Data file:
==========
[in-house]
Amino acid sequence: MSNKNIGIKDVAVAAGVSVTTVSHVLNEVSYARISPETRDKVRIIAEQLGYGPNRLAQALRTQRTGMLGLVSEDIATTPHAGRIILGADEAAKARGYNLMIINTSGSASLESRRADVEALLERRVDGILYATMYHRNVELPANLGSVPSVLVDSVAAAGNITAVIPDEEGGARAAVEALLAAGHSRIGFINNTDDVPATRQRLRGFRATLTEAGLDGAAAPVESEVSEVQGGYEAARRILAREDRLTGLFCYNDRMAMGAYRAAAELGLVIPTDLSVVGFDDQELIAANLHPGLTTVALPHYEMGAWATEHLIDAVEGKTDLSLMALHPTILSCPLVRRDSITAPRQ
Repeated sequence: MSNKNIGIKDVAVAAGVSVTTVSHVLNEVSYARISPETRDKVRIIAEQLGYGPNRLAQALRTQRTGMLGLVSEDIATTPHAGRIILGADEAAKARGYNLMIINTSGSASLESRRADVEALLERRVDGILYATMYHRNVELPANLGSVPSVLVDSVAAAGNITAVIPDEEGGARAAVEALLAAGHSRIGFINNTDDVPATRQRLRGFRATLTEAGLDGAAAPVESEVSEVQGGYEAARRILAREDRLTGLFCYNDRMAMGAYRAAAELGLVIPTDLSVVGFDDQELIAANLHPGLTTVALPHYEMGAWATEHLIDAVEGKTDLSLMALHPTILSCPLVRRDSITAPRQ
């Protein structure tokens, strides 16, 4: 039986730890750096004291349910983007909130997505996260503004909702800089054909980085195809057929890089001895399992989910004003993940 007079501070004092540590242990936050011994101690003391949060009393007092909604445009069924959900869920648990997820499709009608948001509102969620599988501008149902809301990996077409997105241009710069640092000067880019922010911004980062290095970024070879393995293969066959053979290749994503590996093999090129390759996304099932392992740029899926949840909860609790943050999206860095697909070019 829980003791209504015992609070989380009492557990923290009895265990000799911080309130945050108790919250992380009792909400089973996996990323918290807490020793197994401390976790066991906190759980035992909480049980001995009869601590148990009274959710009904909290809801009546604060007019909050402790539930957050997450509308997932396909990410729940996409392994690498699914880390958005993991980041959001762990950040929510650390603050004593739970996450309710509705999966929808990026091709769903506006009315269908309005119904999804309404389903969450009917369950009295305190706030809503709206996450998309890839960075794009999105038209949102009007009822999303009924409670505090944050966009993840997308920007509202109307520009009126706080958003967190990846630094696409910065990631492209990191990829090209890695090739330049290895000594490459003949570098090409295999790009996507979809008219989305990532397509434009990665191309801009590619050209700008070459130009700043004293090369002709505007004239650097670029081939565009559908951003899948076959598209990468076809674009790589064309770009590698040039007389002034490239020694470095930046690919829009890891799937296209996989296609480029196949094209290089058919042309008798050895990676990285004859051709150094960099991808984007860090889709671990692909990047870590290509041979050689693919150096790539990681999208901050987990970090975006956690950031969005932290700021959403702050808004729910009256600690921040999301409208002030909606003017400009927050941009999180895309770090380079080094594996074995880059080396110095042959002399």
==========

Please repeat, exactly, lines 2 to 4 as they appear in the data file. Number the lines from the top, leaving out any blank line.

Amino acid sequence: MSNKNIGIKDVAVAAGVSVTTVSHVLNEVSYARISPETRDKVRIIAEQLGYGPNRLAQALRTQRTGMLGLVSEDIATTPHAGRIILGADEAAKARGYNLMIINTSGSASLESRRADVEALLERRVDGILYATMYHRNVELPANLGSVPSVLVDSVAAAGNITAVIPDEEGGARAAVEALLAAGHSRIGFINNTDDVPATRQRLRGFRATLTEAGLDGAAAPVESEVSEVQGGYEAARRILAREDRLTGLFCYNDRMAMGAYRAAAELGLVIPTDLSVVGFDDQELIAANLHPGLTTVALPHYEMGAWATEHLIDAVEGKTDLSLMALHPTILSCPLVRRDSITAPRQ
Repeated sequence: MSNKNIGIKDVAVAAGVSVTTVSHVLNEVSYARISPETRDKVRIIAEQLGYGPNRLAQALRTQRTGMLGLVSEDIATTPHAGRIILGADEAAKARGYNLMIINTSGSASLESRRADVEALLERRVDGILYATMYHRNVELPANLGSVPSVLVDSVAAAGNITAVIPDEEGGARAAVEALLAAGHSRIGFINNTDDVPATRQRLRGFRATLTEAGLDGAAAPVESEVSEVQGGYEAARRILAREDRLTGLFCYNDRMAMGAYRAAAELGLVIPTDLSVVGFDDQELIAANLHPGLTTVALPHYEMGAWATEHLIDAVEGKTDLSLMALHPTILSCPLVRRDSITAPRQ
């Protein structure tokens, strides 16, 4: 039986730890750096004291349910983007909130997505996260503004909702800089054909980085195809057929890089001895399992989910004003993940 007079501070004092540590242990936050011994101690003391949060009393007092909604445009069924959900869920648990997820499709009608948001509102969620599988501008149902809301990996077409997105241009710069640092000067880019922010911004980062290095970024070879393995293969066959053979290749994503590996093999090129390759996304099932392992740029899926949840909860609790943050999206860095697909070019 829980003791209504015992609070989380009492557990923290009895265990000799911080309130945050108790919250992380009792909400089973996996990323918290807490020793197994401390976790066991906190759980035992909480049980001995009869601590148990009274959710009904909290809801009546604060007019909050402790539930957050997450509308997932396909990410729940996409392994690498699914880390958005993991980041959001762990950040929510650390603050004593739970996450309710509705999966929808990026091709769903506006009315269908309005119904999804309404389903969450009917369950009295305190706030809503709206996450998309890839960075794009999105038209949102009007009822999303009924409670505090944050966009993840997308920007509202109307520009009126706080958003967190990846630094696409910065990631492209990191990829090209890695090739330049290895000594490459003949570098090409295999790009996507979809008219989305990532397509434009990665191309801009590619050209700008070459130009700043004293090369002709505007004239650097670029081939565009559908951003899948076959598209990468076809674009790589064309770009590698040039007389002034490239020694470095930046690919829009890891799937296209996989296609480029196949094209290089058919042309008798050895990676990285004859051709150094960099991808984007860090889709671990692909990047870590290509041979050689693919150096790539990681999208901050987990970090975006956690950031969005932290700021959403702050808004729910009256600690921040999301409208002030909606003017400009927050941009999180895309770090380079080094594996074995880059080396110095042959002399």